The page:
Highlighting African-American heritage
CAMBRIDGE — The autumn sun trickled through the leaves in Cambridge Wednesday, Oct. 4, with community taking to the streets for third annual Walk Maryland Day.
The event held special meaning for Cambridge as this year’s walk highlighted The Pine Street Walking Tour: A Story of Community, Faith, Hope and Change. Led by Dion Banks and Kisha Petticolas from the Eastern Shore Network for Change, walkers strolled from Long Wharf Park, up High Street and to Pine Street to shed light on the African-American heritage in Cambridge.
“The tour highlights the African-American experience, which has been ignored in our histor y,” Banks
said. “It is an important part of our culture. We’ve been here forever so we need to tell our own story. It is all about sharing experiences. This is the story of us.”
The Dorchester County Health Department funded The Pine Street Walking Tour project, and helped create a map and brochure depicting historical locations along the walk, which features 14 stops on High, Pine, Cedar, Race and Poplar streets.
“Walking makes you slow down and appreciate all the things around you while getting good exercise,” Petticolas said. “There was a marking about Franklin Roosevelt down near Long Wharf Park that I had never seen before. Those are the things you see when you get a chance to take a walk and look around.
“There is a lot of beauty and history here,” she said. “This walk is a great opportunity to enjoy it.”
The first part of the walk included stops at the Bayly House on High Street, which has a slave home at the rear designated by the National Preser vation Scholars. The Dorchester County Courthouse is the site of first escape engineered by Harriet Tubman. Her niece Kessiah Bowley and her two children escaped from the slave auction block in 1850, meeting up with Tubman in Baltimore and later reaching freedom in Philadelphia.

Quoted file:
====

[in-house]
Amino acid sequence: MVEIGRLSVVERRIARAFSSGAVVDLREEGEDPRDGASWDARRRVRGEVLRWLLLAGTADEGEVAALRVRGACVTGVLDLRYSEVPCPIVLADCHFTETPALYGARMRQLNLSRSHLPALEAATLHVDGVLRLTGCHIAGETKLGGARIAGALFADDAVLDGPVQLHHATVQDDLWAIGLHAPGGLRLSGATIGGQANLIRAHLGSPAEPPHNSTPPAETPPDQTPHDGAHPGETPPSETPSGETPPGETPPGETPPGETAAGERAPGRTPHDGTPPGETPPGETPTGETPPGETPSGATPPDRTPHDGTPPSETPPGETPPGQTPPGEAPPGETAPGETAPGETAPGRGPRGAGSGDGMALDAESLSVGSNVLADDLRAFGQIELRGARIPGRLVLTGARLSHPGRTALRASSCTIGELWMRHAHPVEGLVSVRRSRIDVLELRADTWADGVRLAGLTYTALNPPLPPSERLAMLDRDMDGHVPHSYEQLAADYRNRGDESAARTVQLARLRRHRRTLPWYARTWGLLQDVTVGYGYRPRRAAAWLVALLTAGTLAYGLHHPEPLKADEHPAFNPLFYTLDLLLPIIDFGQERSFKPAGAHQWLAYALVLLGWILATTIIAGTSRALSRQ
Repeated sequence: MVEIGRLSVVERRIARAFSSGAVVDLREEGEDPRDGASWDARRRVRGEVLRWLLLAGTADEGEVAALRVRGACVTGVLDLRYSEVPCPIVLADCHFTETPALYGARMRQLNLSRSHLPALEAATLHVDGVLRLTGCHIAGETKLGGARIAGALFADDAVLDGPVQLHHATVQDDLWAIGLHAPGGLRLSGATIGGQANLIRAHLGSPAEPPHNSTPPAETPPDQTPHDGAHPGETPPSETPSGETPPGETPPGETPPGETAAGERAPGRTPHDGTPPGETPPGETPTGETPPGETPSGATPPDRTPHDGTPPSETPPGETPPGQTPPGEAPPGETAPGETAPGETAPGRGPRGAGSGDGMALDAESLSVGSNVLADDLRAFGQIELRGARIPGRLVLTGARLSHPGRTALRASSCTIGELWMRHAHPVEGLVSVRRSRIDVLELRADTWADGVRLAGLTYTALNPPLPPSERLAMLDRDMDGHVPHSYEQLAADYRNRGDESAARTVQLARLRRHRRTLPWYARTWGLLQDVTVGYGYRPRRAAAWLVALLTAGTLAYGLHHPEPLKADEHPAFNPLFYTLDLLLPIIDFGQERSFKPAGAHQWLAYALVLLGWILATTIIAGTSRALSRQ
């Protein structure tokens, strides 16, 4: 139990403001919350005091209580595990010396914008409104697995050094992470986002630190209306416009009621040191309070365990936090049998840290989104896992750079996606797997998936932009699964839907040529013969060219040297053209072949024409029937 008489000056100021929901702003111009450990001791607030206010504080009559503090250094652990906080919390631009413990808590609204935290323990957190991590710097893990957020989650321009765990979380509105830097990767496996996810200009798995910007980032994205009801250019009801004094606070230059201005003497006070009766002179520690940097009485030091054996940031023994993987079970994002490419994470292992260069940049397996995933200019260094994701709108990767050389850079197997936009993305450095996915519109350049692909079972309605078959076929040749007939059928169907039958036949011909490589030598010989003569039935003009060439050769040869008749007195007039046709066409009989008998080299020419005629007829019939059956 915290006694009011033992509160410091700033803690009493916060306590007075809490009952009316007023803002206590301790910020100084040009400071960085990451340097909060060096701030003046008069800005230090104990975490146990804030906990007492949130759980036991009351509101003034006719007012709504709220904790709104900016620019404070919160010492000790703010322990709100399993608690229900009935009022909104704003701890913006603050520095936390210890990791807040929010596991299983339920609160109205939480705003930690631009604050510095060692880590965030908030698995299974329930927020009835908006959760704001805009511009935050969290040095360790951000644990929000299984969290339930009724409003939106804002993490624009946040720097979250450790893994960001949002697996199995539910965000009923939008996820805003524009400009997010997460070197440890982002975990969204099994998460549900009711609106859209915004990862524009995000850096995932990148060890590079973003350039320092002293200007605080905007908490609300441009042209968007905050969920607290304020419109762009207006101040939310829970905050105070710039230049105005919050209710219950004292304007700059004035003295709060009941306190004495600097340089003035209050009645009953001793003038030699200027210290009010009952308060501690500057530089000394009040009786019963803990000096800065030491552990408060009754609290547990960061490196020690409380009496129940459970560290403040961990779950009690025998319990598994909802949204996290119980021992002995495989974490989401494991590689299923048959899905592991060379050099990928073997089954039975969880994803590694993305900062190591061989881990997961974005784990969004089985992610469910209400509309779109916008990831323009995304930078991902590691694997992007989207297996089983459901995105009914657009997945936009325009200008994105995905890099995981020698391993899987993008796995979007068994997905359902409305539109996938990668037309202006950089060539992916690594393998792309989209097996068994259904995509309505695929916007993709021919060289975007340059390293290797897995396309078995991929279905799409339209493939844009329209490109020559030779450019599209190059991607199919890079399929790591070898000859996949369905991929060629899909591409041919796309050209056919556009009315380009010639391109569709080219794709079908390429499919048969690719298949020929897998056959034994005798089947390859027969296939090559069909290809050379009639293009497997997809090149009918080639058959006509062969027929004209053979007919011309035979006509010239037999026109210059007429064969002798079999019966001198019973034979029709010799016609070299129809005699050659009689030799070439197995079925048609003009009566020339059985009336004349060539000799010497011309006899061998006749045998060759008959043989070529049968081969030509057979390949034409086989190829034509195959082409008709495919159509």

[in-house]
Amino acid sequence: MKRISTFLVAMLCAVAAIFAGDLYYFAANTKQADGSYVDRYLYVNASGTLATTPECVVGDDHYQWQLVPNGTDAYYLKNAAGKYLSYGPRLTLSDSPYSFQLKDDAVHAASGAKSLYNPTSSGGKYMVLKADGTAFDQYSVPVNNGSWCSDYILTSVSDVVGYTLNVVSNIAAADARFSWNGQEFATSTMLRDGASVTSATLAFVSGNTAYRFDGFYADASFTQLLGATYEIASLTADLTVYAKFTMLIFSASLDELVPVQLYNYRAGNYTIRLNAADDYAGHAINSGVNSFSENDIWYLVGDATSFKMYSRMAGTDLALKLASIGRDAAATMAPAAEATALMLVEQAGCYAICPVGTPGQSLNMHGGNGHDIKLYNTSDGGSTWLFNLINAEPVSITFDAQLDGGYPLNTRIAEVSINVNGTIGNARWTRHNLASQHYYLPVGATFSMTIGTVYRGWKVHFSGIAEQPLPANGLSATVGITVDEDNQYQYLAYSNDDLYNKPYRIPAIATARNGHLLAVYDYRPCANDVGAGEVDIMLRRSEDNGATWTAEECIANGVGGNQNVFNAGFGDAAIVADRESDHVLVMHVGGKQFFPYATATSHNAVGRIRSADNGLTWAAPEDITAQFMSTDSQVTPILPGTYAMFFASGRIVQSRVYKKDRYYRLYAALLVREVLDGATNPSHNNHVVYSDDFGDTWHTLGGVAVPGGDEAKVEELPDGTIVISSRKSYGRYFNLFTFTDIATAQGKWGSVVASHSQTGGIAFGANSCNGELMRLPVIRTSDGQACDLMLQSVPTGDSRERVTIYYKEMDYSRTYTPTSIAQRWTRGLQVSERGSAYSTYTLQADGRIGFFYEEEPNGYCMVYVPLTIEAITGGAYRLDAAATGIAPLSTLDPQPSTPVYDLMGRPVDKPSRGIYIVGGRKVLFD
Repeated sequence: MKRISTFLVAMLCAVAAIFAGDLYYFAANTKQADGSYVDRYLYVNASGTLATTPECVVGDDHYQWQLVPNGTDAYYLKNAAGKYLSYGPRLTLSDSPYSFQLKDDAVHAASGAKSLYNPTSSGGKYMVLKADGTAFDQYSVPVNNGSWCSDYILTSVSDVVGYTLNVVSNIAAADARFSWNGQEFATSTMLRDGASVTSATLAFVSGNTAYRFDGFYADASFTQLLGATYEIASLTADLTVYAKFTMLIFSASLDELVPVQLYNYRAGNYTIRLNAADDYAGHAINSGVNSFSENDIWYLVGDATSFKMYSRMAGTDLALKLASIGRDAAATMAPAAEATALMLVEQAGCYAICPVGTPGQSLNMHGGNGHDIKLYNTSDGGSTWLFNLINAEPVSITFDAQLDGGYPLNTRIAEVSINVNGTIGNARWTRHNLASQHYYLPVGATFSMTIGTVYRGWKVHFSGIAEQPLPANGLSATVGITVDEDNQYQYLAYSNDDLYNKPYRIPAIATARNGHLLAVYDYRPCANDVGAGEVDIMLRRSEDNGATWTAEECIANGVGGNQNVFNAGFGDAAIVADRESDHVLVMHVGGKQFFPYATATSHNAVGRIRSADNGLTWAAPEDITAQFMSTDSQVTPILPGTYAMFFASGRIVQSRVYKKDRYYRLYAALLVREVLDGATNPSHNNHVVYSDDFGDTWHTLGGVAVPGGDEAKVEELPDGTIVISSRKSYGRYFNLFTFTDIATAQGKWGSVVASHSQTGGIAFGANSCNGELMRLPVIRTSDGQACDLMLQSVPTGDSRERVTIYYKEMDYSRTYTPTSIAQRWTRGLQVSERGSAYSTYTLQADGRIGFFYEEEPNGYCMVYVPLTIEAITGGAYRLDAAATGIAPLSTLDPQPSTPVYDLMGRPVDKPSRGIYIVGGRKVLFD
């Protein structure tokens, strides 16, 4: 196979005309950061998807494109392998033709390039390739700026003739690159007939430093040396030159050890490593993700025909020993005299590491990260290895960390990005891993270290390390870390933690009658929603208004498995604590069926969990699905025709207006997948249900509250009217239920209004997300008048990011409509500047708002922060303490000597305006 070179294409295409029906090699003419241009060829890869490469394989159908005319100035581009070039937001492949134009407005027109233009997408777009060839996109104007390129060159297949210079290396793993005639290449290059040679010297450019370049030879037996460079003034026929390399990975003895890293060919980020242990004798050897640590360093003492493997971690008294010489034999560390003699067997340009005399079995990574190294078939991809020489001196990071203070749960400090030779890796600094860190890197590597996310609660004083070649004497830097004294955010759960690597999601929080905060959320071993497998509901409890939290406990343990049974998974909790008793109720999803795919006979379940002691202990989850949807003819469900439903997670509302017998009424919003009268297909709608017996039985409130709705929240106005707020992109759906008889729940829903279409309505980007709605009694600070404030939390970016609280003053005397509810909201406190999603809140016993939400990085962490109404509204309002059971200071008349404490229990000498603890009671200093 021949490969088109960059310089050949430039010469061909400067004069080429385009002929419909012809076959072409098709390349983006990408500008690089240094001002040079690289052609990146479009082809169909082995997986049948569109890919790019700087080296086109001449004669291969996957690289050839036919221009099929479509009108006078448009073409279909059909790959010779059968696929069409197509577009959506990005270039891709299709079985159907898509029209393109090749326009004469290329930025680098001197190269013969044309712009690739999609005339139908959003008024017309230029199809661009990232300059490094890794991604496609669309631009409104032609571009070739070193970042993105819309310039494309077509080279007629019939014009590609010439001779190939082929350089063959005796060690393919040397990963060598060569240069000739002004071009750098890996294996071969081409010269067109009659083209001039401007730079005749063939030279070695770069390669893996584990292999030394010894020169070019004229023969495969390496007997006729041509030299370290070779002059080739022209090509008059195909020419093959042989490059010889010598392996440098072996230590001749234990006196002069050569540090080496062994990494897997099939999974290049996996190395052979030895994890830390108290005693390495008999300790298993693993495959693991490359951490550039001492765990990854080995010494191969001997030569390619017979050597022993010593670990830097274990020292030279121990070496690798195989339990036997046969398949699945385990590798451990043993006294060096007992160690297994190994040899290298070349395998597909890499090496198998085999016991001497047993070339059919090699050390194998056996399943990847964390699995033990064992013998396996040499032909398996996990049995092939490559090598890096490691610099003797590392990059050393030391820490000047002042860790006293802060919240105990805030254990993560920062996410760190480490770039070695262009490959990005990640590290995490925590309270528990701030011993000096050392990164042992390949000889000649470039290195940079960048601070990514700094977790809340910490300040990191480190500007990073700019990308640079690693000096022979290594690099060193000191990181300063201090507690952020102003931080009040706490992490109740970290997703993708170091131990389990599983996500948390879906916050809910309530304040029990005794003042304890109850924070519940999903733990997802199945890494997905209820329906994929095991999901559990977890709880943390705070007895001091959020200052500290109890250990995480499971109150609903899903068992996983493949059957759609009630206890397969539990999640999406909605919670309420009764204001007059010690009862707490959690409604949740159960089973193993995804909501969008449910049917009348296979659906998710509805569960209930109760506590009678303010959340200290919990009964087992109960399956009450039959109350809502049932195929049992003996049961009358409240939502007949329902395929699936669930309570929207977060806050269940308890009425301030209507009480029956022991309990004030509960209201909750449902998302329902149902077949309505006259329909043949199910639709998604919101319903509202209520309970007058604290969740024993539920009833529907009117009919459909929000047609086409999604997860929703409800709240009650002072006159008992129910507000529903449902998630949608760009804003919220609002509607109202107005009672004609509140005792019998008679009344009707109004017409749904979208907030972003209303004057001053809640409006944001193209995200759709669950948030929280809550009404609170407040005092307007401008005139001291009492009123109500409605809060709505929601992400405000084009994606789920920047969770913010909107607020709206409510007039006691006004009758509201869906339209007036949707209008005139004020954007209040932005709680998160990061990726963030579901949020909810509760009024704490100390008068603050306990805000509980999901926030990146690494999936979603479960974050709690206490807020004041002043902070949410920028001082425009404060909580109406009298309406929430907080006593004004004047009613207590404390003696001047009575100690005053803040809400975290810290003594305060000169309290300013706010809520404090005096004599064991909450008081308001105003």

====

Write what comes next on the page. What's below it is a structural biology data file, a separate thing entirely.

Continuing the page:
The final stop on High Street was Waugh Chapel United Methodist Church, home church for Cambridge Mayor Victoria Jackson-Stanley who also attended Wednesday’s walk. Waugh Church is the site of the oldest Black Methodist congregation in Cambridge. It was founded by free African Americans in 1826.
From there, the tour group walked down Pine Street, which was once known as Black Wall Street.
“Economics and social life here were booming,” Banks said. “Pine Street was often called Black Wall Street. Cambridge was very unique to every other place in the country at that time because anything you could get on Race Street, you could get here on Pine Street.”
Banks said the civil rights movement in Cambridge during the 1960s was much different from the rest of the country because African-Americans could vote and had a strong economic base on Pine Street.
“Our movement was different than the national movement,” he said. “Everyone else was talking about desegregation and public accommodations, but we were talking about housing, health benefits and education.”
Petticolas said the Cambridge narrative got twisted when a fire devastated the city’s African-American community Pine Street in July 1967.